Woman came to the house today asking if there were children needing polio vaccinations.
I am not here intending to debate the rights and wrongs of the injection.
I do however wish to make one point:
The decline in communicable diseases in Britain and other countries was more marked with improved hygiene before the introduction of immunisation. For all the floors the Victorians were great social reformers establishing the poor laws and to the state project which was the sanitarian movement. So I commend the governments efforts to tackle this frightening disease . I applaud a polio free India.
Still, I wonder if similar problems will continue until public hygiene is improved.
Whether to inspire vaccination, or to clean up your backyard, quantitative statistics rarely inspire, and all to often numbers out of context mislead us. Now as populations grow, increasingly out of touch with each others divergent opinions with in diverse community numbers help give a sense of scale.
Nor do statistics inspire sentiment. Even if we could ensure a higher education in local maths I doubt statistics will trump the visceral shock of a graphic image.
If it bleeds it leads say the media, throwing off the heady logic of the educated off balance, when abstract logic seems meaningless, or shocking the lesser educated with disgust.
But uncovered rubbish by the road is not as iconic an image as say a beached whale, or the lone man confronted by a tank in Tiananmen Square. Remember it took the pack rape and death of a woman to force political action against rape, and yet the continued humiliation of women continues. It shocked India’s tribal sensibilities to respond.
So what graphic image could remind us of the need to keep a cities streets clean? What would inspire India with pride to keep rubbish buried or at least covered?
The 20th-century Hindu sage, Ramana Maharshi said that the Earth is in a constant state of dhyana or meditative absorption. Living in Bhopal, a short drive from where Emperor Ashoka attempted to lay the Buddhas remains I am reminded of the story of his enlightenment.
On achieving enlightenment, Mara, the voice of limitation, death and delusion continued to tempt the Buddha. Mara asked by what authority he could claim enlightenment, and the Buddha extended his right hand, touched the earth, and said, “The earth is my witness.”
“According to a traditional story, at Shakyamuni’s request “the earth quaked, and myriad thousand-fold blossoms rained down from the heavens.” Another account has the Earth goddess herself emerging to confirm the Buddha’s enlightenment, her body half out of the ground.
But there is an older, much deeper story buried just under the surface of this one. Dust around it ever so gently and you will find the finger-bone of a Buddha still bearing witness to the Earth, in spite of all the tales. In this older version, the fingertip itself cries out: “You are my mother and father. You are my liberation. From the beginningless past to the endless future, you and I are one.” That Buddha’s fingertip isn’t a hook fishing for a compliment. Nor is it a request to have his enlightenment confirmed from without. It is an equals sign.”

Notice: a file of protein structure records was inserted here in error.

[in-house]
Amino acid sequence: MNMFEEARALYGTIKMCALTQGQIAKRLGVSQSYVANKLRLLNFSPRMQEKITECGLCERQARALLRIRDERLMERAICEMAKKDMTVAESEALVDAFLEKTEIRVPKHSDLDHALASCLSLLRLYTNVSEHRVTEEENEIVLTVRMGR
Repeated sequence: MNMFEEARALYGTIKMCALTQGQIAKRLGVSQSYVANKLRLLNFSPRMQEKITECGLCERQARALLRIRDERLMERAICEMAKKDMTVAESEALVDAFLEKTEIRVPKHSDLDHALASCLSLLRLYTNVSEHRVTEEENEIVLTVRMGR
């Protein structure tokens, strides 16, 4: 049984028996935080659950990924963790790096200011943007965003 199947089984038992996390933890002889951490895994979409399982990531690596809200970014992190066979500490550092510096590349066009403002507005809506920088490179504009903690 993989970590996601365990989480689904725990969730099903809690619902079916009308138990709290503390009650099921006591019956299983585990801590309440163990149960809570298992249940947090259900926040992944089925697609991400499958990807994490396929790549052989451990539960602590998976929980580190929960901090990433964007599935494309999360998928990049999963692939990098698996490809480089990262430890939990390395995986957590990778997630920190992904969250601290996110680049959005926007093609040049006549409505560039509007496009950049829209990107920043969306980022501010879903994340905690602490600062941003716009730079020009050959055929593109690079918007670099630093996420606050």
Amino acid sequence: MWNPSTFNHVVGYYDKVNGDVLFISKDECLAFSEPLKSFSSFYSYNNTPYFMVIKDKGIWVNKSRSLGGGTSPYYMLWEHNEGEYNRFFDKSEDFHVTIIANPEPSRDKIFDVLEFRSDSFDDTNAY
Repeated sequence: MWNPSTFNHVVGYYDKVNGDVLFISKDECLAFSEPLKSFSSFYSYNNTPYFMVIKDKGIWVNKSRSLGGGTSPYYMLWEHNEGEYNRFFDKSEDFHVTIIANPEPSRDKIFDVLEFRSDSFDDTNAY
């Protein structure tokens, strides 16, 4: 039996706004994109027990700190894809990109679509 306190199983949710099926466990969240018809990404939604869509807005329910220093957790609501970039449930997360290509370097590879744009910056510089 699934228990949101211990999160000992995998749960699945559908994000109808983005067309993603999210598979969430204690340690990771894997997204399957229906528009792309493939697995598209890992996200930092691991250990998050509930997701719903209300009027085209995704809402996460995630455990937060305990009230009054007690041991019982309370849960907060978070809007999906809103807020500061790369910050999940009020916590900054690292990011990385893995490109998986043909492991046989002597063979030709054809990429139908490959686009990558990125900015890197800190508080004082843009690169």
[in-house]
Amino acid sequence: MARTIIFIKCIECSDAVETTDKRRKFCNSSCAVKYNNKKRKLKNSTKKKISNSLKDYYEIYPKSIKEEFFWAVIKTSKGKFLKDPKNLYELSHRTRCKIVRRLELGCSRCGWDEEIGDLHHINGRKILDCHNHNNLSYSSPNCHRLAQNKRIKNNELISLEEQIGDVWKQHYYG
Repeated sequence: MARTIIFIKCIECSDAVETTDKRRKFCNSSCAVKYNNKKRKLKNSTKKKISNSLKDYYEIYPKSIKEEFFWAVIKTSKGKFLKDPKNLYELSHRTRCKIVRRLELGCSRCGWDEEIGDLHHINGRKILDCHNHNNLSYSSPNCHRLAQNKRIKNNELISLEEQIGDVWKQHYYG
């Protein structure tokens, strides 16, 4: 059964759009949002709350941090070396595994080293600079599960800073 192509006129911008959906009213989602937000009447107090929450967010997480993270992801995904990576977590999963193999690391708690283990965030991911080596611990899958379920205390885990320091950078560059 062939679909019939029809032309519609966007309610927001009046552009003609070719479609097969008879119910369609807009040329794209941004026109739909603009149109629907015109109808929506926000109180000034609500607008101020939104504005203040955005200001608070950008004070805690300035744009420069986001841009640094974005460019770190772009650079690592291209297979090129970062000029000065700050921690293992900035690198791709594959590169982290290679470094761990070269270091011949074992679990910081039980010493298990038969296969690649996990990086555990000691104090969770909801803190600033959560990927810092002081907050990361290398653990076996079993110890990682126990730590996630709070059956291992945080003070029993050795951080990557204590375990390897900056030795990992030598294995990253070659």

Religious historian Karen Armstrong observed about the earth witness mudra:
“It not only symbolizes Gotama’s rejection of Mara’s sterile machismo, but makes a profound point that a Buddha does indeed belong to the world. The Dhamma is exacting, but it is not against nature. . . . The man or woman who seeks enlightenment is in tune with the fundamental structure of the universe.”
Now if earth is our mother: Would we pile trash in in our mothers front yard? Would we poison our mothers food? We would not poison our mother, so why do we poison Mother Earth? It is said even after achieving enlightenment, the Buddha at times chose to sleep on the ground. With all the street rubbish, would he want to now?
The boast of Spiritual India hopes to attract in tourists. However, spirituality is an inner transformation that reaches out to light the world. Spirituality softens us, breaking our heart at the pain in the world that it moves us to act.
“The heart that
breaks open can
I am reminded as a child of the “Keep Australia Beautiful” Campaign. Against a backdrop of trash thrown from passing cars, a young girl recited the iconic verse “I love a Sunburnt country, a land of flooding plains ” in tears.
I once suggested advertisers should do the same in India, to perhaps the strains of India’s National Anthem, but some suggested that would be considered to offensive.
But what else will shock us to act?
As D. H. Lawrence wrote:
“Oh, what a catastrophe, what a maiming of love when it was made personal, merely personal feeling. This is what is the matter with us: we are bleeding at the roots because we are cut off from the earth and sun and stars. Love has become a grinning mockery because, poor blossom, we plucked it from its stem on the Tree of Life and expected it to keep on blooming in our civilized vase on the table.”
What if we could find another poem of Tagore or any other of the vast number of poets from India.